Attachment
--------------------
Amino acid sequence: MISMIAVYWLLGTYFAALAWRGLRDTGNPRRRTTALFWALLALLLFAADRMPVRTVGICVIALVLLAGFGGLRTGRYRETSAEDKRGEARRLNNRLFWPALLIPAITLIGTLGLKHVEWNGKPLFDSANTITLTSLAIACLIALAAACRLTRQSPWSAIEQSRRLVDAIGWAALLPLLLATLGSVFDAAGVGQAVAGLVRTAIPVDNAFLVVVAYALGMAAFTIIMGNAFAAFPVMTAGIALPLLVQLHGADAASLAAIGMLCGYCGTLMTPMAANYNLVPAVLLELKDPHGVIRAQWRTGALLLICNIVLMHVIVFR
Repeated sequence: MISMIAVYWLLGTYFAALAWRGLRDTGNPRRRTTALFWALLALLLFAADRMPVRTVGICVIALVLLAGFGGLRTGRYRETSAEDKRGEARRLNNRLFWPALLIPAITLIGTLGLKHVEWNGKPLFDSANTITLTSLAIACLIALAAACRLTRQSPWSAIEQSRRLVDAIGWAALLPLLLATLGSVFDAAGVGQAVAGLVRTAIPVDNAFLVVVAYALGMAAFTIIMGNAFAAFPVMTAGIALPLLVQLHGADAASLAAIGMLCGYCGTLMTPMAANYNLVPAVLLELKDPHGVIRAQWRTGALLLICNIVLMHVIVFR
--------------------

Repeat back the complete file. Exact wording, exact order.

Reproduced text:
Amino acid sequence: MISMIAVYWLLGTYFAALAWRGLRDTGNPRRRTTALFWALLALLLFAADRMPVRTVGICVIALVLLAGFGGLRTGRYRETSAEDKRGEARRLNNRLFWPALLIPAITLIGTLGLKHVEWNGKPLFDSANTITLTSLAIACLIALAAACRLTRQSPWSAIEQSRRLVDAIGWAALLPLLLATLGSVFDAAGVGQAVAGLVRTAIPVDNAFLVVVAYALGMAAFTIIMGNAFAAFPVMTAGIALPLLVQLHGADAASLAAIGMLCGYCGTLMTPMAANYNLVPAVLLELKDPHGVIRAQWRTGALLLICNIVLMHVIVFR
Repeated sequence: MISMIAVYWLLGTYFAALAWRGLRDTGNPRRRTTALFWALLALLLFAADRMPVRTVGICVIALVLLAGFGGLRTGRYRETSAEDKRGEARRLNNRLFWPALLIPAITLIGTLGLKHVEWNGKPLFDSANTITLTSLAIACLIALAAACRLTRQSPWSAIEQSRRLVDAIGWAALLPLLLATLGSVFDAAGVGQAVAGLVRTAIPVDNAFLVVVAYALGMAAFTIIMGNAFAAFPVMTAGIALPLLVQLHGADAASLAAIGMLCGYCGTLMTPMAANYNLVPAVLLELKDPHGVIRAQWRTGALLLICNIVLMHVIVFR